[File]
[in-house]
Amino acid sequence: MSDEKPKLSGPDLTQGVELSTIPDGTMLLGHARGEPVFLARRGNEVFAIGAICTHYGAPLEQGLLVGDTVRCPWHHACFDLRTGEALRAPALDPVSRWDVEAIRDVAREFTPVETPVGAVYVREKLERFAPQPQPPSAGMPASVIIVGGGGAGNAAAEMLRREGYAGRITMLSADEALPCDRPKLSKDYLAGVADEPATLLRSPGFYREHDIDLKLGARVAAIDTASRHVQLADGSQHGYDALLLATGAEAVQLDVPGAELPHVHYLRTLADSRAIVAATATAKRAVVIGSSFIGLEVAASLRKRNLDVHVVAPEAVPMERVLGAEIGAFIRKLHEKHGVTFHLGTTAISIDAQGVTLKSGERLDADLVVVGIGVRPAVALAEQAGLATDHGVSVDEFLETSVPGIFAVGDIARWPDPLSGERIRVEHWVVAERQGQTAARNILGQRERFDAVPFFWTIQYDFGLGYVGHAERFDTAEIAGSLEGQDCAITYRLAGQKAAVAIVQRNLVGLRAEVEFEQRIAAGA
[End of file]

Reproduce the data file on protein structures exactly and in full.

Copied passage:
[in-house]
Amino acid sequence: MSDEKPKLSGPDLTQGVELSTIPDGTMLLGHARGEPVFLARRGNEVFAIGAICTHYGAPLEQGLLVGDTVRCPWHHACFDLRTGEALRAPALDPVSRWDVEAIRDVAREFTPVETPVGAVYVREKLERFAPQPQPPSAGMPASVIIVGGGGAGNAAAEMLRREGYAGRITMLSADEALPCDRPKLSKDYLAGVADEPATLLRSPGFYREHDIDLKLGARVAAIDTASRHVQLADGSQHGYDALLLATGAEAVQLDVPGAELPHVHYLRTLADSRAIVAATATAKRAVVIGSSFIGLEVAASLRKRNLDVHVVAPEAVPMERVLGAEIGAFIRKLHEKHGVTFHLGTTAISIDAQGVTLKSGERLDADLVVVGIGVRPAVALAEQAGLATDHGVSVDEFLETSVPGIFAVGDIARWPDPLSGERIRVEHWVVAERQGQTAARNILGQRERFDAVPFFWTIQYDFGLGYVGHAERFDTAEIAGSLEGQDCAITYRLAGQKAAVAIVQRNLVGLRAEVEFEQRIAAGA